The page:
for the composition of diverse works by the Los Angeles Philharmonic, the New
Music Ensemble of Tallin, Estonia and the New Paths in Music Ensemble.
Gabriela Ortiz is one of Mexico’s leading young composers and she currently teaches
at the University of Mexico in Mexico City. Her numerous awards include the John
Simon Guggenheim Memorial Fellowship and her compositions have been performed
by The Los Angeles Philharmonic and Kronos Quartet.
Maria Elena Cabezut, Deputy Director of The Mexican Cultural
Institute and Enrico Chapela.
August 9
La Casita at Lincoln Center
Queens Theather in the Park
August 10
Symphony Space
Photo by Arturo Sánchez
Every summer the Mexican Cultural Institute is invited by the Lincoln Center Out-of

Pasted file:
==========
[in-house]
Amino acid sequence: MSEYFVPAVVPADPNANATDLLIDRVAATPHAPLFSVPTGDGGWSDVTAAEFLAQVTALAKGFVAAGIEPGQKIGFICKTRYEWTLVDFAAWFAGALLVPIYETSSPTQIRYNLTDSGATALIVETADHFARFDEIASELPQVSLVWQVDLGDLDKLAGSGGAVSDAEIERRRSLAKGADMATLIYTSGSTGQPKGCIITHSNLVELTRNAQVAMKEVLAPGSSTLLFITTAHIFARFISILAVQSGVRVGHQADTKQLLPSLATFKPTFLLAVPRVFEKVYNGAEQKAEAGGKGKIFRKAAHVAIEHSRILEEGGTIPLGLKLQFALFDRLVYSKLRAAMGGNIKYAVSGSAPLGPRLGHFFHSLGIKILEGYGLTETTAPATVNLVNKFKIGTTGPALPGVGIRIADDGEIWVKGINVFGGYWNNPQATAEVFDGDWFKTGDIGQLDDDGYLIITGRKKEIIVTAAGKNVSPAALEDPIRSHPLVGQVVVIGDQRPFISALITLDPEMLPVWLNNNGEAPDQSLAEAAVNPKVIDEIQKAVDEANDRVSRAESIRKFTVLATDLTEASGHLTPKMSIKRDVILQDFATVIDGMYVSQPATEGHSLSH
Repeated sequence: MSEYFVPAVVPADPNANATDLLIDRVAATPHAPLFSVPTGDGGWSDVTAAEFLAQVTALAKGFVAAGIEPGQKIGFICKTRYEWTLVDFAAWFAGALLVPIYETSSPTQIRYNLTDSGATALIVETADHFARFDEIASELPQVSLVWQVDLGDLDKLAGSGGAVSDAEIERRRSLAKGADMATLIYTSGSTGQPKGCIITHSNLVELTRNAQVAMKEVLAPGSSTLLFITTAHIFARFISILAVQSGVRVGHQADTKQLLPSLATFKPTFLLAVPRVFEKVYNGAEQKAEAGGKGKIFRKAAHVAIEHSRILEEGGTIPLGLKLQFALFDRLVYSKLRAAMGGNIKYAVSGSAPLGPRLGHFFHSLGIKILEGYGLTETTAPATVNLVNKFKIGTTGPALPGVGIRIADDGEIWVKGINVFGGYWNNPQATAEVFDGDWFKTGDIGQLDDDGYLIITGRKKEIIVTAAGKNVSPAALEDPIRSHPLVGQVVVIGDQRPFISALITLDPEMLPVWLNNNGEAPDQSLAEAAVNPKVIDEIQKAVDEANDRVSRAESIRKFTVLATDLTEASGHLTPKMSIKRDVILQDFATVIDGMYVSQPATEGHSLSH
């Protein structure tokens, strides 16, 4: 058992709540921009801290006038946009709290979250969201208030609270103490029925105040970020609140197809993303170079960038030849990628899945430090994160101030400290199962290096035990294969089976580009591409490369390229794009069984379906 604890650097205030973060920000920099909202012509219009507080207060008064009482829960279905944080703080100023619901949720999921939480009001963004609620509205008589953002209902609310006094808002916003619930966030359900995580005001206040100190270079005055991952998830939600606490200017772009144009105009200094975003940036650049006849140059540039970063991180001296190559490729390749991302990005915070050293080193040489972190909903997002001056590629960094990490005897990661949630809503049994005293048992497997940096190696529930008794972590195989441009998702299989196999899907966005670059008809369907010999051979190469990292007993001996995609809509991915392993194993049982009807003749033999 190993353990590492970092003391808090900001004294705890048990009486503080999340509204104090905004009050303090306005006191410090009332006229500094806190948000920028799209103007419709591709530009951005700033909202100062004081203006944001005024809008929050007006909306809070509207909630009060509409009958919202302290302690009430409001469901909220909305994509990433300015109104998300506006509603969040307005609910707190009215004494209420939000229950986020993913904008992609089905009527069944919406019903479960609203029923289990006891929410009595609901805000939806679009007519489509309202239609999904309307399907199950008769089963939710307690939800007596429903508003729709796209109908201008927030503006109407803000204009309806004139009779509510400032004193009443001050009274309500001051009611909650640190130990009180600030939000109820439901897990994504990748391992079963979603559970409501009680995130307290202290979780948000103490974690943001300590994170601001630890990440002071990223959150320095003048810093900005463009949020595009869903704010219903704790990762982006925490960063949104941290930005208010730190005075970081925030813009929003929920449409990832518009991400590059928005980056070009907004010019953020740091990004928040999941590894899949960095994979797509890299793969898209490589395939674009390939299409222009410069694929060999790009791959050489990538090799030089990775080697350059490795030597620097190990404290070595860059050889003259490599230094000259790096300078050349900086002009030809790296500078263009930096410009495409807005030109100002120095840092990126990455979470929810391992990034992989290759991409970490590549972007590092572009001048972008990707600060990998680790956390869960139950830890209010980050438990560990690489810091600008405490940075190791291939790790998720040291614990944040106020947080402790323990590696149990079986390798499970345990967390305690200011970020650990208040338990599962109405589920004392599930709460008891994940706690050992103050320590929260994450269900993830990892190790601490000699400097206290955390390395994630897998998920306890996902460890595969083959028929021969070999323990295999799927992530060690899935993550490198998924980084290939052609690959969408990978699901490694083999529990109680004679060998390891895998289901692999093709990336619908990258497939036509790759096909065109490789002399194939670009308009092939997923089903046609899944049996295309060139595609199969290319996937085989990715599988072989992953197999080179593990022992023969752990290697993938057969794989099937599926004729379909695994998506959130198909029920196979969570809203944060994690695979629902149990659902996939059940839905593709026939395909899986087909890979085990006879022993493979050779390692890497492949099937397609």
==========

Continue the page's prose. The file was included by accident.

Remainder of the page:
Doors Festival to select a Mexican artist to be part of La casita: A Home for the Heart.
This year, the Veracruz sonero, Don Fallo Figueroa, performed with the group, Son
Candela. Rafael “Don Fallo” Figueroa has been a leading figure in son jarocho for decades.
Son jarocho is a traditional style of music from Veracruz, a State along the Gulf of
Mexico. It represents a fusion of indigenous (primarily Huastecan), Spanish and
African musical elements, reflecting the population that has evolved in the region
since Spanish colonial times. Don Fallo moves effortlessly from jarocho classics like
La Bamba to 21st-century innovations that put a global spin on this age-old genre,
including Figueroa’s unique addition of the double bass. Joining him were the up-andcoming Son Candela, a group of young musicians who started their musical studies
of son jarocho at the Casa de Cultura de Tlacotalpan and have been performing
throughout Mexico since 2003.